Agenda item

Interview with Worthing Cabinet Member for Regeneration

To consider a report by the Director for Digital, Sustainability and Resources, copy attached as item 13


The Committee had a report before it, attached as item 13, a copy of which had been circulated to all Members and is attached to the signed copy of these minutes.


A Member asked, “I like to ask this question of all the Cabinet Members. What are the main challenges or obstacles facing the work of Regeneration?”




Members were told that the legislative framework and permitted development was at odds with the ambitions of local authorities. Housing targets, the levelling up bill, ensuring the productivity of assets, recruiting talent and retaining great staff were all big challenges faced.


A Member asked, “Like a lot of the portfolios, Regeneration seems to cover a broad range of responsibilities. Are there any areas that are in danger of slipping through the cracks, so to speak?”




Members were told that it was difficult to drive campaigns and garner public interest on maintenance of assets projects putting them at risk but Members were assured these were not ‘slipping through the cracks’. Members were also told it was essential for the Local Plan to be adopted swiftly so a working group could be established to start looking at the design code of the national planning policy framework.


A Member asked, “The missions of 'Our Plan' include thriving places and that by their nature, these missions are bigger than the individual services provided, needing creative solutions including working with residents, businesses, visitors, communities and partners.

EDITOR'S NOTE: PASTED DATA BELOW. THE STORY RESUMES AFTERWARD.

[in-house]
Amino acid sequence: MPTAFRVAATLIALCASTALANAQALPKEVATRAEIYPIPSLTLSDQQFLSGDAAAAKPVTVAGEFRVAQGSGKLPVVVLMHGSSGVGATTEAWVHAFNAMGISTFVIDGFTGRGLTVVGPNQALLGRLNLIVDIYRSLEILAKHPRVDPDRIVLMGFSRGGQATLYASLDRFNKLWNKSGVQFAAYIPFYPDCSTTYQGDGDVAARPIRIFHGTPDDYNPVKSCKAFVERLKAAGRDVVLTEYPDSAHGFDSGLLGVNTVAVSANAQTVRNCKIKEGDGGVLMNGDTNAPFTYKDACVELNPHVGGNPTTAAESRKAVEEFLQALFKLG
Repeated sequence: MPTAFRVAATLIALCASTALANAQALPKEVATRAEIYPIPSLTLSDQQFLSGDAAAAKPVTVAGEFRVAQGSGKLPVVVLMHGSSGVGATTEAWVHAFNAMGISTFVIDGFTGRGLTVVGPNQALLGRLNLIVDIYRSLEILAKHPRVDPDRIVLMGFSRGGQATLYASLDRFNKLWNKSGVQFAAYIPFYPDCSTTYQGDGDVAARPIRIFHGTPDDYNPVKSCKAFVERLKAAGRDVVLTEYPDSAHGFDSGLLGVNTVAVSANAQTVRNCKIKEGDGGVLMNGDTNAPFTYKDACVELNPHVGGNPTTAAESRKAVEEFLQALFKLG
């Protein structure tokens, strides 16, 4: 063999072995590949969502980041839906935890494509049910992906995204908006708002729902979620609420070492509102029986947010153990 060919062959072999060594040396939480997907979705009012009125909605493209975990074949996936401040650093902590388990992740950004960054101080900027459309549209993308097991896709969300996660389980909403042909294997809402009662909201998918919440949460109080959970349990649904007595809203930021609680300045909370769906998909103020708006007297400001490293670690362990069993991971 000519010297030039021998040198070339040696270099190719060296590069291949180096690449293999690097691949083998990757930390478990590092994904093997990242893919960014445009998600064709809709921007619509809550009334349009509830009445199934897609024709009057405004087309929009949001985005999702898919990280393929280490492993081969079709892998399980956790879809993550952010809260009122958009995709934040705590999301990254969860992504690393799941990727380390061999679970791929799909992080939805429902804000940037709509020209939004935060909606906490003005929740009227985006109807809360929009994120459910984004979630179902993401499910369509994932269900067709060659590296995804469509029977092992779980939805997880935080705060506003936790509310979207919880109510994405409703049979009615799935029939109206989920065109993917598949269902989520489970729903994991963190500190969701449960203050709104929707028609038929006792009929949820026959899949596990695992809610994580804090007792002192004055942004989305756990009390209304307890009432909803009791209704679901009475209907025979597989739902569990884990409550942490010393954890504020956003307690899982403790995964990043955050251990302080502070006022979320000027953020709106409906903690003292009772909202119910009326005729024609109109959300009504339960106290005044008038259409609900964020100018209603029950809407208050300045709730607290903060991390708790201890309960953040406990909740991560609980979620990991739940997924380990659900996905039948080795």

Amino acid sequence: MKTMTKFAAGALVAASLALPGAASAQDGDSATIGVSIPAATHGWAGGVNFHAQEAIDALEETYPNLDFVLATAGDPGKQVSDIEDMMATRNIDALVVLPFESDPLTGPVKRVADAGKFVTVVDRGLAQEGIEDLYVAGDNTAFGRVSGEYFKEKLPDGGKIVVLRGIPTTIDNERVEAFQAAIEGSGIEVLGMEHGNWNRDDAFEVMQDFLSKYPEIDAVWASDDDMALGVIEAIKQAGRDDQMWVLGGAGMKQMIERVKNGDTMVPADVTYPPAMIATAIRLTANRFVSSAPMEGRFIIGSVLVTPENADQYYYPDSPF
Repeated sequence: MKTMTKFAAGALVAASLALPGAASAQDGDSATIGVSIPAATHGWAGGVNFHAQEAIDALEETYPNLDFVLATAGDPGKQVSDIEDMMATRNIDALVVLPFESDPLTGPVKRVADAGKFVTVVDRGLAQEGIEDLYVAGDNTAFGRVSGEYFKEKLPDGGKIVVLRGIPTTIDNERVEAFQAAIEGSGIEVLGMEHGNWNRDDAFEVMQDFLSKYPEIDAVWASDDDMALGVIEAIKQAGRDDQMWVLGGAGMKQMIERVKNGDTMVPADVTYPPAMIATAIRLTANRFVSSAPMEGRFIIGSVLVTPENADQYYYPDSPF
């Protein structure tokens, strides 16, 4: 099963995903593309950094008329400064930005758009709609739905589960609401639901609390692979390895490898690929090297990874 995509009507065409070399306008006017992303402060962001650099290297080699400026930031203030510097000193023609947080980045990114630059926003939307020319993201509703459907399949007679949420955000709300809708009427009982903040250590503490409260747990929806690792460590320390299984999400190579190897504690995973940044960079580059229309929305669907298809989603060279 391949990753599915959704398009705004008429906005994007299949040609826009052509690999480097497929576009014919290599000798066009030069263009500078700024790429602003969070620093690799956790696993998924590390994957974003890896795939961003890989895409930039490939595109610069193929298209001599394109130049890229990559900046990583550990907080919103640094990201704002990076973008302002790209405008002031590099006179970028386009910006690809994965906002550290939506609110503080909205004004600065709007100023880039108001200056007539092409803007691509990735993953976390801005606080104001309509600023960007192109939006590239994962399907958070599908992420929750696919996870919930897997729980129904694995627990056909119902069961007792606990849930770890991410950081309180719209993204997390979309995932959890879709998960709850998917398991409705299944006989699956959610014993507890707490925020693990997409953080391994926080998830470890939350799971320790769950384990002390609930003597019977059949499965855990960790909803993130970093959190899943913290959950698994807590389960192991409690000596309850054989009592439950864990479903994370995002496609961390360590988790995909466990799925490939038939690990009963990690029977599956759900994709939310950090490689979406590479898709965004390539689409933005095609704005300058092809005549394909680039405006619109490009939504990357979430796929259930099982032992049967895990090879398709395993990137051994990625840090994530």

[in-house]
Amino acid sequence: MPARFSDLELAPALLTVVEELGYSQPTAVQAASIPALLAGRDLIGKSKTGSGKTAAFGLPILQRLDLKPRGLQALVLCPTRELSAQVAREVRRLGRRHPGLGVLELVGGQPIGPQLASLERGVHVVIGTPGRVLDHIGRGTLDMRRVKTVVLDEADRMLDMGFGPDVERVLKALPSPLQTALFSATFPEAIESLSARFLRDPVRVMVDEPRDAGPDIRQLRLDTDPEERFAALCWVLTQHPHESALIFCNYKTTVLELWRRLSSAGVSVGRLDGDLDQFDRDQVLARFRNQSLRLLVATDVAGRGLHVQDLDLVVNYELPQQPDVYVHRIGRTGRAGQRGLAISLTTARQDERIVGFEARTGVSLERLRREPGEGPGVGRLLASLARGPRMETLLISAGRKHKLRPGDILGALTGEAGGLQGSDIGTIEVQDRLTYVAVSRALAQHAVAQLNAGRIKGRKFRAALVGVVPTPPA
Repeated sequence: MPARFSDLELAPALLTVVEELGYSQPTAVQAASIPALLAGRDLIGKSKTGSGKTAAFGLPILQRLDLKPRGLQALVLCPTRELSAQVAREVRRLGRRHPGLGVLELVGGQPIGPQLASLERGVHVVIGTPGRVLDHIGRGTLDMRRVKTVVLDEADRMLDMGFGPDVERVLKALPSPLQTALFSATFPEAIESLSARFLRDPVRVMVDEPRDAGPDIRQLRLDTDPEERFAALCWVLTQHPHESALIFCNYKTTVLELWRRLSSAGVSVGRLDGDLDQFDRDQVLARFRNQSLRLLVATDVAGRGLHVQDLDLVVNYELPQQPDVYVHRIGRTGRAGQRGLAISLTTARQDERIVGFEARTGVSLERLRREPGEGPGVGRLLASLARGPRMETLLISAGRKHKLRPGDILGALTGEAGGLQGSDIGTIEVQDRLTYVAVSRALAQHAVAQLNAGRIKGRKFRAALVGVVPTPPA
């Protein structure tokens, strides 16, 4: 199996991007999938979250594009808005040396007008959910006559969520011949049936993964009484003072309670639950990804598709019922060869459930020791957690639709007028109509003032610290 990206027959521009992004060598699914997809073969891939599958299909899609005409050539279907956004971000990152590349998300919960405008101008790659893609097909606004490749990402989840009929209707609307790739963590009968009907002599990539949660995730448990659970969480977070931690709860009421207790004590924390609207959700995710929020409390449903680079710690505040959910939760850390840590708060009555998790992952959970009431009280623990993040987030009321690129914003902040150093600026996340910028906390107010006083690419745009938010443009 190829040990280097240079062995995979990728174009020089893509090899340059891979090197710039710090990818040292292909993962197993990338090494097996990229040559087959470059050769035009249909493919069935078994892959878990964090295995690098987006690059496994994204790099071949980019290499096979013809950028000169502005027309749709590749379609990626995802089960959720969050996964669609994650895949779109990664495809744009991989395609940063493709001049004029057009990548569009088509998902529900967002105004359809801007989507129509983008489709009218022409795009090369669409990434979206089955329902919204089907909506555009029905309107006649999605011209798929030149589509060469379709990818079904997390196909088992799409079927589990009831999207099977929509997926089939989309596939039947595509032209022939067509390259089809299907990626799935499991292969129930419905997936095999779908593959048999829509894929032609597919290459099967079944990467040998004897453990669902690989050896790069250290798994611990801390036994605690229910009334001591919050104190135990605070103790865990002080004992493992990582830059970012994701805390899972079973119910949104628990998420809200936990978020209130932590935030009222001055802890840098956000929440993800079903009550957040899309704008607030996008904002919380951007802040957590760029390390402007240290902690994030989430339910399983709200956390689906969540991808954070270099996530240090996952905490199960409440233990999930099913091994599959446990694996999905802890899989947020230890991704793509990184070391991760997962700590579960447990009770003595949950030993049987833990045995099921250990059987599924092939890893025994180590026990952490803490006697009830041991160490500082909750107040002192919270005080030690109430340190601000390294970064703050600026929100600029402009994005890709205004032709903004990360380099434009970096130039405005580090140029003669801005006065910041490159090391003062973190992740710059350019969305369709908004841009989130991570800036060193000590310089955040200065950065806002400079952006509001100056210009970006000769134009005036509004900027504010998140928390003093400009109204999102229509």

How well do you think your portfolio has developed in the first year of administration, to work with businesses, partners and communities, towards making our places thrive?




Members were told of involvement in recent school competitions, the Big Clean campaign continued to gather momentum with a number of town centre, seafront and neighbourhood cleans in 2022, showed the appetite from residents to care with them for their places and they hoped to see many more people at events. Public consultation on the Lido whereby they received over 4,000 responses and whilst this did provide them with a challenge to review, this was a nice challenge to have as this demonstrated commitment to involving communities in the development of projects, and decision making. They had continued to meet with business owners, members of TCI and looked forward to more.


A Member asked, “Sea level rises are a very immediate concern. If you were to look at the prediction maps for this rise matched with the additional threat of annual floods then the image isn't nice viewing for Worthing and the surrounding areas by 2030 and into the next century.


Can you give the committee any updates on work that is taking place to keep Coastal Protection developing in line with the data shown on sea rises?”




Members were told that Worthing Borough Council undertook annual maintenance works to the coastal defence structures along the entire borough frontage. Works included but were not limited to, re-bolting loose timbers, replacing worn or missing timber planks, wailings and land ties and pile extensions.